Family caregivers are often shocked to learn that Medicare does not pay for the type of care most beneficial to family members who need care and support to remain at home.  Medicare A and B pay for hospitalizations, rehabilitation in nursing homes, medical care and procedures and medical office visits.  When individuals age and need help with physical activities, like bathing, dressing, toileting and continence and support walking and moving about safely, this type of care often called custodian care, is paid for privately.  One exception to this guideline is long term care insurance.

Individuals with foresight and planning who purchase long term care insurance are able to use these policies to reimburse for the type of care that Medicare does not; custodial care and assistance with activities of daily living.  Long term care insurance pays for a variety of support and assistance:  in home care, day programs, assisted living and skilled nursing care.  Long term care insurance provides individuals with a wide range of options for care that allow greater choice in where care is provided.  Long term care insurance supports independence.  These policies also allow individuals to preserve retirement savings as policies are purchased for a number of years with a corresponding financial limit.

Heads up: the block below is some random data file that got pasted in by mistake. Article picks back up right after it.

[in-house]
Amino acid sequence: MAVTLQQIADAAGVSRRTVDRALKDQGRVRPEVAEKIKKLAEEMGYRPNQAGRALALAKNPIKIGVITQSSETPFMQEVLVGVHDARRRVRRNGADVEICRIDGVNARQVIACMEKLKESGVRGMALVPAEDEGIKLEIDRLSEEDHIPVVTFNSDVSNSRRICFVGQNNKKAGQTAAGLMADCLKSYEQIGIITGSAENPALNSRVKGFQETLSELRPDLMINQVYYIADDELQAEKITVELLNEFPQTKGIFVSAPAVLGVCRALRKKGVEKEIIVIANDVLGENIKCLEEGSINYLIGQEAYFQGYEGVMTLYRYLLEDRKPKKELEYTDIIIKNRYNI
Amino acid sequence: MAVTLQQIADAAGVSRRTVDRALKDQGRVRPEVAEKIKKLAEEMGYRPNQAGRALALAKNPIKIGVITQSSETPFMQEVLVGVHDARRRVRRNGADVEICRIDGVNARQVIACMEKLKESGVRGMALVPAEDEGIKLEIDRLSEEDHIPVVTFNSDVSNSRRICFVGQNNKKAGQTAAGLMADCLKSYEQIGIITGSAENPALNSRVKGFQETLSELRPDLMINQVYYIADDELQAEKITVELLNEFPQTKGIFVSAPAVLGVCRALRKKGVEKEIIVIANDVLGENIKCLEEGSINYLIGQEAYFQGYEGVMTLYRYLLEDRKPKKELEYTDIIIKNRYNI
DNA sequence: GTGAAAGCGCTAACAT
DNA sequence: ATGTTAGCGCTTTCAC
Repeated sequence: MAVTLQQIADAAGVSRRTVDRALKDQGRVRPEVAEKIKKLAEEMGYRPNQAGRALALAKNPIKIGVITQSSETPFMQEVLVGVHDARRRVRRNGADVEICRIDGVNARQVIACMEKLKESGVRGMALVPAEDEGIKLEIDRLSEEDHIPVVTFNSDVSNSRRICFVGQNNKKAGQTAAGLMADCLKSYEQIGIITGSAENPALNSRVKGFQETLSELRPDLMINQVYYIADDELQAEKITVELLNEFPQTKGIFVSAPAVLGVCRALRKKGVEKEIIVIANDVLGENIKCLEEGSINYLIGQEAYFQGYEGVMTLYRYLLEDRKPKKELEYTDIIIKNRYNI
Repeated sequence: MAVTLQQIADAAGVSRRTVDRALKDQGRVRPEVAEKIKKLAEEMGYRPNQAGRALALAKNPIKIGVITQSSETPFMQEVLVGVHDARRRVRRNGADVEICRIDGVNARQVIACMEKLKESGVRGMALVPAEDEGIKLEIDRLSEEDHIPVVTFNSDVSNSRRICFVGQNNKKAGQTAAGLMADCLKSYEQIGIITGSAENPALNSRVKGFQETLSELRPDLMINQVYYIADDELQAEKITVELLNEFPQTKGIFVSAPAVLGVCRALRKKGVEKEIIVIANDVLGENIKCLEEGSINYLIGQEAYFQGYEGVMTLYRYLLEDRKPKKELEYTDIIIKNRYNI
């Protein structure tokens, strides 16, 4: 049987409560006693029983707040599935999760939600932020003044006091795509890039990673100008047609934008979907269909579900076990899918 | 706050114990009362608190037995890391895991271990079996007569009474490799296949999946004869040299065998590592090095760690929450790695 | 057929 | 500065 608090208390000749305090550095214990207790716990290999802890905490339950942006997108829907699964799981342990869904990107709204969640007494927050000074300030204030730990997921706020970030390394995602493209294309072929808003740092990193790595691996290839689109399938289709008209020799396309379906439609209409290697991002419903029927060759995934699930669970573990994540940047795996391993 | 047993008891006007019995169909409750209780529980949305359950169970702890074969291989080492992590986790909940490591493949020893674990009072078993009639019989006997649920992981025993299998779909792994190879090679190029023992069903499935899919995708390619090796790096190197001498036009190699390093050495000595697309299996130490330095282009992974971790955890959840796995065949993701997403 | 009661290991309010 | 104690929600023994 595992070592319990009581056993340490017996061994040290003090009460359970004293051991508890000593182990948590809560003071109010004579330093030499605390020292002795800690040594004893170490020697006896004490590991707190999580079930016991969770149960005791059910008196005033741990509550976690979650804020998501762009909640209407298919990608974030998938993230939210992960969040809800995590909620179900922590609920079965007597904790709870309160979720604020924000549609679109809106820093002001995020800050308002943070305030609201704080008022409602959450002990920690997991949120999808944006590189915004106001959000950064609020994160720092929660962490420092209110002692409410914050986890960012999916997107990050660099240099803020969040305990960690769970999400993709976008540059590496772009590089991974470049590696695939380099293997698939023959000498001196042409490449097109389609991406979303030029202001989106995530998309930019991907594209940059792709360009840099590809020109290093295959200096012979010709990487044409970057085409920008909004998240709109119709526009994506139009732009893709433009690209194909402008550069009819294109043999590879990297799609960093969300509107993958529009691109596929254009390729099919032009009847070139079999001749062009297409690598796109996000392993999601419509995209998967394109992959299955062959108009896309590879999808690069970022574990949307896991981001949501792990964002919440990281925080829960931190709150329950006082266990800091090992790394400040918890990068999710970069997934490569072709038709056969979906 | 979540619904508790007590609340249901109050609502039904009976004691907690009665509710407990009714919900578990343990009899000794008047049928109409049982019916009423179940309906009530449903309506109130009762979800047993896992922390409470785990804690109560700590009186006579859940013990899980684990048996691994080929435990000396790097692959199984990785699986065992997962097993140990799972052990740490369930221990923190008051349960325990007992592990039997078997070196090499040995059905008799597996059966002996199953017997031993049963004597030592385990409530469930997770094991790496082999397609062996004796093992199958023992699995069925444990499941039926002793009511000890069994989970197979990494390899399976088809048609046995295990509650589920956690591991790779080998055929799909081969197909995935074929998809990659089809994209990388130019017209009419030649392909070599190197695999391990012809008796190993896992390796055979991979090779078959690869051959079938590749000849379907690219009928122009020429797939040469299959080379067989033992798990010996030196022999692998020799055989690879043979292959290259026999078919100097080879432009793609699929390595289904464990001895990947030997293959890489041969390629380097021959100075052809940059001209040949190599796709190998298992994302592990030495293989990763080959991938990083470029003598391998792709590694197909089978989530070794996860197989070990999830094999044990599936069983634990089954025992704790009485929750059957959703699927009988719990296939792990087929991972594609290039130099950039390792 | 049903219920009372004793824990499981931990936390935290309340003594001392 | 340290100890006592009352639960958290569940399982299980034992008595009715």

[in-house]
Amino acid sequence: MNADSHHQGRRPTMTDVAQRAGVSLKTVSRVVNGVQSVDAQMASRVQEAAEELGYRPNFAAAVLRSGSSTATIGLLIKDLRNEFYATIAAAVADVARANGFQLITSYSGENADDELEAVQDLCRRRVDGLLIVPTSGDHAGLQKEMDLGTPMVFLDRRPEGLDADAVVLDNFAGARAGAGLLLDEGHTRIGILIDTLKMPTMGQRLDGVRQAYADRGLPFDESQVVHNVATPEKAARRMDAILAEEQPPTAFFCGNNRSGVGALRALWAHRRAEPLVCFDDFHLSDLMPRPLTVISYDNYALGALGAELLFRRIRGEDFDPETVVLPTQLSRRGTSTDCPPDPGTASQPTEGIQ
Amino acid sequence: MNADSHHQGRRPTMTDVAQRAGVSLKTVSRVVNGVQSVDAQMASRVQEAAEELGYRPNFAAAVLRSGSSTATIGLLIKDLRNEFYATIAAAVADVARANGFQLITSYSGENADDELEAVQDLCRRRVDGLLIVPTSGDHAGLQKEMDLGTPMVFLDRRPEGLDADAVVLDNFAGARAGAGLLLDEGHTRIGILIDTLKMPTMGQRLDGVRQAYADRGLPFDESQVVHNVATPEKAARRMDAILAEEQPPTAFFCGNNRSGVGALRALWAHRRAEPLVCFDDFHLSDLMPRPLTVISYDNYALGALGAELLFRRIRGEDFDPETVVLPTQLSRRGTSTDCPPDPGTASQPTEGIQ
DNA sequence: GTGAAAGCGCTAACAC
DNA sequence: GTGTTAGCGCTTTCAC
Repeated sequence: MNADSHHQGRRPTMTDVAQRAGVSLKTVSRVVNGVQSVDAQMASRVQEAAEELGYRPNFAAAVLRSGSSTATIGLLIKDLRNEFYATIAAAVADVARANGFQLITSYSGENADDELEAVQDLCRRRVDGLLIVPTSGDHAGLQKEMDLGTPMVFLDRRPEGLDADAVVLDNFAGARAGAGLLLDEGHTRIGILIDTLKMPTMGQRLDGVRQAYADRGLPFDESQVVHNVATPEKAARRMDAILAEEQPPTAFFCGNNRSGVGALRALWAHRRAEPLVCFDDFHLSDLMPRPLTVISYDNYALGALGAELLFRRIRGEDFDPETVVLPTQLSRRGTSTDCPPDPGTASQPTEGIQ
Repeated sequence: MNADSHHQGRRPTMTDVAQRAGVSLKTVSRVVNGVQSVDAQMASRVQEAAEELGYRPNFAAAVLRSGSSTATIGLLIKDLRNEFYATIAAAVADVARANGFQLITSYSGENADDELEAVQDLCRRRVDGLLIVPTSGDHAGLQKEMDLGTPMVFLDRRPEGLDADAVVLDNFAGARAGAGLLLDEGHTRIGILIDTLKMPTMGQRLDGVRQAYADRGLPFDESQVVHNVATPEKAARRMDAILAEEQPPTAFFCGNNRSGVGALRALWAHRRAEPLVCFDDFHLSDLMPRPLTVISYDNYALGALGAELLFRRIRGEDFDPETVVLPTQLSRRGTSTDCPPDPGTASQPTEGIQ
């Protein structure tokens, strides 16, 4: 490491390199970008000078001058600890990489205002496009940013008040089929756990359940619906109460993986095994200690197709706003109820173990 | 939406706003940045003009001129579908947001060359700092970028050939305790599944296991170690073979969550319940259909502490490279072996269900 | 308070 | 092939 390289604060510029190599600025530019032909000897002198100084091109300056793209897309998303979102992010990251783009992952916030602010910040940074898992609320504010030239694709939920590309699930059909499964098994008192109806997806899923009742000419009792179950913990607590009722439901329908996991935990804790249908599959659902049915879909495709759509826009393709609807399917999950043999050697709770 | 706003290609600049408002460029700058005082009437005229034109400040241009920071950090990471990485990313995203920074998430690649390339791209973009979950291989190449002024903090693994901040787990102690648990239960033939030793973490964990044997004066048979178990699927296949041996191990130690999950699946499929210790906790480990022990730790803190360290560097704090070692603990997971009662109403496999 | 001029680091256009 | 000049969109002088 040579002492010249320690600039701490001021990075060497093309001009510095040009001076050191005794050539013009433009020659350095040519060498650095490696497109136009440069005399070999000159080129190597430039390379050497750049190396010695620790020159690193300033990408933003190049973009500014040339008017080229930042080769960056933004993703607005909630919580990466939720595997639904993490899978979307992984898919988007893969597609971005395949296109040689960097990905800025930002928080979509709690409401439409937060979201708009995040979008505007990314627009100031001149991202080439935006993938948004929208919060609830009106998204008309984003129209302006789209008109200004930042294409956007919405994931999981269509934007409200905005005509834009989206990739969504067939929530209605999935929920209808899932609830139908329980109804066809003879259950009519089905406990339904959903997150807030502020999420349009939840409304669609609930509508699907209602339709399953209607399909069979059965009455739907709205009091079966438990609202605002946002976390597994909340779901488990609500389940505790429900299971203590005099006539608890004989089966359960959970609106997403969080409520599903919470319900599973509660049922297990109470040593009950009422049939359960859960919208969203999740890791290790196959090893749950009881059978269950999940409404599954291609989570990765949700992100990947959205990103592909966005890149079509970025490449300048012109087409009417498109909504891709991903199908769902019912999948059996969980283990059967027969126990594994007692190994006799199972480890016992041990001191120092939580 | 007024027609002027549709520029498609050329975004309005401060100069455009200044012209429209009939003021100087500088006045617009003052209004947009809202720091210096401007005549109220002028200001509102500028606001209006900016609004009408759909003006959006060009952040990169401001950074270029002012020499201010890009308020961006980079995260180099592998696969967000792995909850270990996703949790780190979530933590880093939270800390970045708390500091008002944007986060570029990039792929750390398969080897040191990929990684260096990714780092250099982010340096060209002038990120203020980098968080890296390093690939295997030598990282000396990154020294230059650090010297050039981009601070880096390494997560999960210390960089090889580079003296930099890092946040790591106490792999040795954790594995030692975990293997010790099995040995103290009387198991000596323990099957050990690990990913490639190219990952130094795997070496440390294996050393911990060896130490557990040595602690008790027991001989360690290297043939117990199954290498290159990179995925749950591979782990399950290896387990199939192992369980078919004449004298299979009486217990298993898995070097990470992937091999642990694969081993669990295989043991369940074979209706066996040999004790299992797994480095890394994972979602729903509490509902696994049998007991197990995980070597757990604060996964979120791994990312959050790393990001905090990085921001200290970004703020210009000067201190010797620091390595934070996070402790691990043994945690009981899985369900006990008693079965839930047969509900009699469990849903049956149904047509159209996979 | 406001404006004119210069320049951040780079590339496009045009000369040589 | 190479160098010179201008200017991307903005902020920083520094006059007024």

Early policies were often limited to narrow types of care, for example nursing home only policies.  Individuals often failed to purchase inflation protection which means that policy values increase each year with inflation.  Inflation protection, usually set at 5% per year, increases annual policy premiums.  Yet without this protection plans will be unable to keep up with annual costs of care and by the time a policy is accessed the daily amount payable will be at a rate so low that the policy owner is paying for the majority of care costs.

The benefit of knowing that Medicare does not pay is that caregivers will understand the importance of long term care planning and rather than relying on the Government to pay for care, will take the initiative to plan for paying for their own care.

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